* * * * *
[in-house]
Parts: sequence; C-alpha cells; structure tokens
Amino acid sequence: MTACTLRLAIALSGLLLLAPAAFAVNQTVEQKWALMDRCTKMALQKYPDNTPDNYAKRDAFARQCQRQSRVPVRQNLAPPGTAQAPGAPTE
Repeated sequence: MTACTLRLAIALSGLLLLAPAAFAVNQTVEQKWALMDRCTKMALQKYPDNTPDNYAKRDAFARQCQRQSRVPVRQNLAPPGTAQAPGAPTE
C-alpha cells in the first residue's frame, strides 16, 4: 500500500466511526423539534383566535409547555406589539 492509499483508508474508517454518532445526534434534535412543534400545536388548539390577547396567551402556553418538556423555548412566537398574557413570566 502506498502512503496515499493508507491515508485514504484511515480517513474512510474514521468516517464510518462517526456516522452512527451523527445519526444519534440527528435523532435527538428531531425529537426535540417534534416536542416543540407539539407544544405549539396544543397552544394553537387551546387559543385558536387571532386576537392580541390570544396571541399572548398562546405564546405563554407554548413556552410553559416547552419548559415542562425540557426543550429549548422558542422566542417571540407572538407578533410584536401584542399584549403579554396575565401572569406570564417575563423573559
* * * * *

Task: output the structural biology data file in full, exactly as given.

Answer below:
[in-house]
Parts: sequence; C-alpha cells; structure tokens
Amino acid sequence: MTACTLRLAIALSGLLLLAPAAFAVNQTVEQKWALMDRCTKMALQKYPDNTPDNYAKRDAFARQCQRQSRVPVRQNLAPPGTAQAPGAPTE
Repeated sequence: MTACTLRLAIALSGLLLLAPAAFAVNQTVEQKWALMDRCTKMALQKYPDNTPDNYAKRDAFARQCQRQSRVPVRQNLAPPGTAQAPGAPTE
C-alpha cells in the first residue's frame, strides 16, 4: 500500500466511526423539534383566535409547555406589539 492509499483508508474508517454518532445526534434534535412543534400545536388548539390577547396567551402556553418538556423555548412566537398574557413570566 502506498502512503496515499493508507491515508485514504484511515480517513474512510474514521468516517464510518462517526456516522452512527451523527445519526444519534440527528435523532435527538428531531425529537426535540417534534416536542416543540407539539407544544405549539396544543397552544394553537387551546387559543385558536387571532386576537392580541390570544396571541399572548398562546405564546405563554407554548413556552410553559416547552419548559415542562425540557426543550429549548422558542422566542417571540407572538407578533410584536401584542399584549403579554396575565401572569406570564417575563423573559